This year, Sen. Tina Polsky’s Session priorities include limiting the damage from drug overdoses, despair and property insurance lawsuits.
The Boca Raton Democrat, who also represents a chunk of Broward County, says she’s ready to fight hard to keep abortion rights from being rolled back further. The GOP-controlled Legislature banned the practice beyond 15-weeks’ gestation last year.
Largely, though, Polsky’s top priorities are in sync with what she believes any red-blooded Floridian would want: lower insurance costs, fewer fentanyl deaths and easing the shortage of mental health counselors.
“Democrats are fighting for our health, safety and prosperity,” said Polsky, who is also Chair of the Palm Beach County legislative delegation. “I think my bills reflect that very well.”
Already, her bill to decriminalize fentanyl strips (SB 164) has received its first committee nod. The Senate Committee on Criminal Justice passed it unanimously on Feb. 14. Democratic Rep. Christine Hunschofsky introduced identical legislation (HB 165) in the House.
The legislation, which would mean the testing strips are no longer classified as drug paraphernalia, appeared headed for approval last Regular Session as part of an effort that covered a wide range of controlled substance issues. A last-minute amendment to the legislation killed the bill’s test strips provision, however.
Polsky said she believes fentanyl drug testing strips reduce the harm of drug use. They are used to detect the presence of fentanyl in other drugs such as cocaine, methamphetamine and heroin so that people taking drugs don’t accidentally take fentanyl and risk an overdose.
The Centers for Disease Control and Prevention endorses their use and Polsky thinks Florida should join the growing number of states that have made them legal. It’s her No. 1 priority this Session.
“People are dying — this is to help save them,” she said.
Polsky’s second priority could also be a lifesaver. A recent Northwestern University study shows a shortage of mental health professionals led to an increase in youth suicides. Florida needs about 509 more mental health practitioners to ensure it’s no longer designated as having a shortage, according to the Kaiser Family Foundation study from September 2022.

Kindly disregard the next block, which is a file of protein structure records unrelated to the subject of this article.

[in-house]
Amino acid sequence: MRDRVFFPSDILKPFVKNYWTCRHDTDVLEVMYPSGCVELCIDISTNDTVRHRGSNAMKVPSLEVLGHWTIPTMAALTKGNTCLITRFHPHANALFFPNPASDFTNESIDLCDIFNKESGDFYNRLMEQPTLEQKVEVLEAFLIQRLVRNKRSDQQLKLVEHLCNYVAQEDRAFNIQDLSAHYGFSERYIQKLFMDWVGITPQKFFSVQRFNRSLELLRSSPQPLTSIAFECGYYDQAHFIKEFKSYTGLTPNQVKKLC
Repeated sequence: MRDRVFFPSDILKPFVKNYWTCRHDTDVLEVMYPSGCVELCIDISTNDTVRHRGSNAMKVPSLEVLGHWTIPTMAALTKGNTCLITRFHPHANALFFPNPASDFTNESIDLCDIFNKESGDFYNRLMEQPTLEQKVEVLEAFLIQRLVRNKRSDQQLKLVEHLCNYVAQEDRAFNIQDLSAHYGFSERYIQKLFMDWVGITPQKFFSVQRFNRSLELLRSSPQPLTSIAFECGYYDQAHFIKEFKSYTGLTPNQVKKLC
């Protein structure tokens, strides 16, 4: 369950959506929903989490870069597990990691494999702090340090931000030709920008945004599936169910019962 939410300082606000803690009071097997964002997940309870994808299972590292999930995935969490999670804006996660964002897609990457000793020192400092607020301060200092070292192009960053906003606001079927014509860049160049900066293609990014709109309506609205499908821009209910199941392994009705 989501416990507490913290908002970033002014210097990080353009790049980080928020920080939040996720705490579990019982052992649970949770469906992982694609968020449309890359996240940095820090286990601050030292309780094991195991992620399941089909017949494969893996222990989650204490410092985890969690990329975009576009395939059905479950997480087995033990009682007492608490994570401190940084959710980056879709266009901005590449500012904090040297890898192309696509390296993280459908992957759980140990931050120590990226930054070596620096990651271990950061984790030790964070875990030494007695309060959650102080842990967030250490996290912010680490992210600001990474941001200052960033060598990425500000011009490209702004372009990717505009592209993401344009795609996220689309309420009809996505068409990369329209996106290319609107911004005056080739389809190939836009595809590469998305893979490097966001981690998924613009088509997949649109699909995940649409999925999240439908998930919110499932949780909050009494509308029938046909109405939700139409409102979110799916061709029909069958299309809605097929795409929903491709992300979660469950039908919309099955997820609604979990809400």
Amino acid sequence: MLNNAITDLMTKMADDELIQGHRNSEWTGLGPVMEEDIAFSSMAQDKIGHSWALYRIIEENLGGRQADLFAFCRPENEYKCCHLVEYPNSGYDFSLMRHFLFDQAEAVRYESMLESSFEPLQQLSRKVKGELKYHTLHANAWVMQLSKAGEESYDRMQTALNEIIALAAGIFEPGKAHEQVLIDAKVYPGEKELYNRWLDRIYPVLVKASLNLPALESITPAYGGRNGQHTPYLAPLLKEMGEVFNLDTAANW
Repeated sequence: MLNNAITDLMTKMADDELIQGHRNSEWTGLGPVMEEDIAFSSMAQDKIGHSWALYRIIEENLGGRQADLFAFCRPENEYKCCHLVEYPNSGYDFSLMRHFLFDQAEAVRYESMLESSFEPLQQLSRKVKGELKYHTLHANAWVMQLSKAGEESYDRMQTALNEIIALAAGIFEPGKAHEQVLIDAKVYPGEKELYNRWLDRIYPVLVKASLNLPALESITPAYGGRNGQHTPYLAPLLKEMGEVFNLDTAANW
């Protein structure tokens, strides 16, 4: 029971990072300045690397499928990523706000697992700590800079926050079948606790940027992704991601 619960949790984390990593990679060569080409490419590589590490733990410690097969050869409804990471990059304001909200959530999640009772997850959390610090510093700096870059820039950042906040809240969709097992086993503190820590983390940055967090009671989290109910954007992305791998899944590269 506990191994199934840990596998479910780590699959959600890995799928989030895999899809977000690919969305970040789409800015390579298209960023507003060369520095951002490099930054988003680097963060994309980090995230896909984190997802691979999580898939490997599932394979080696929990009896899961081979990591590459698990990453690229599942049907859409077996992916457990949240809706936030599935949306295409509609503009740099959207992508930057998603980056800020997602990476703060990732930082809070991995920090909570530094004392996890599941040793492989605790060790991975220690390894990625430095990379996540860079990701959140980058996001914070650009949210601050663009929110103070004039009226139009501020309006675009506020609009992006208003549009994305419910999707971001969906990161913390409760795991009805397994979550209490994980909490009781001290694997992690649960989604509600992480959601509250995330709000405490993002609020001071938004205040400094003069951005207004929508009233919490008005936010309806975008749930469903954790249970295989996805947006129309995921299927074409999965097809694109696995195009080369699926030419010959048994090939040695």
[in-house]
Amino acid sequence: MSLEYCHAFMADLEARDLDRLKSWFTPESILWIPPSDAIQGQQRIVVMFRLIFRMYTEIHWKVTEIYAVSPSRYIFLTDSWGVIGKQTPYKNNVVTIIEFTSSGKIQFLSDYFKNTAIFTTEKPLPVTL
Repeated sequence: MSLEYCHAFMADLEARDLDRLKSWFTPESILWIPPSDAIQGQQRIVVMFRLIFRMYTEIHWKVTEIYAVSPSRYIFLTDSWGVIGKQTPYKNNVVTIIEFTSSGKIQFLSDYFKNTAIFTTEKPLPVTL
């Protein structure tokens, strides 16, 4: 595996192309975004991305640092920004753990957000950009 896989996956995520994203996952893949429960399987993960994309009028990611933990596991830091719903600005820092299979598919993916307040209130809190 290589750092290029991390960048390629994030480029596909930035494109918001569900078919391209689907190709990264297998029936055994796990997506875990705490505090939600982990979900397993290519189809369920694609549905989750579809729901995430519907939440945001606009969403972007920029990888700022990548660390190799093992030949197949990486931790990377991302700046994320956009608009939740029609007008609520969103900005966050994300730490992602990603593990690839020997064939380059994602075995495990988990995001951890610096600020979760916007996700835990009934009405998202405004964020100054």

Polsky has proposed a bill (SB 1102) that would award scholarships to those enrolled in a graduate degree program to become a mental health professional. Her bill would award up to 5,000 scholarships a year. Democrat Hillary Cassel has filed identical legislation (HB 1057).
For every year of graduate school tuition assistance, the recipient would agree to provide mental health services for a year to an eligible health care facility in a shortage area or become a faculty member in a state program offering graduate degrees in the discipline. Those who don’t follow through would repay the loan plus 10% interest.
Finally, Polsky is aiming to do her part to lower property insurance costs. Her bill (SB 1174) would require disputed property insurance claims to go to mediation before litigation is filed. The proposal would go a significant way toward reducing the litigation costs that have been blamed for driving up premiums, she argued.
Polsky serves as a state mediator in these disputes through the current program offered through the Department of Financial Services and has seen its effectiveness firsthand.
“I think it’s the one thing that will bring down litigation costs and thus our premiums,” she said.
Her bill would take $1 million from the Insurance Regulatory Trust Fund to CFO Jimmy Patronis’ Department to administer the expansion of mediation efforts.
Democratic Rep. Michael Gottlieb has filed identical legislation (HB 1141).
She’s also trying to add more safeguards to current gun laws. Polsky has filed two bills addressing ammunition and one bill about storing firearms.
“These are bills that aren’t necessarily going to be heard,” she conceded.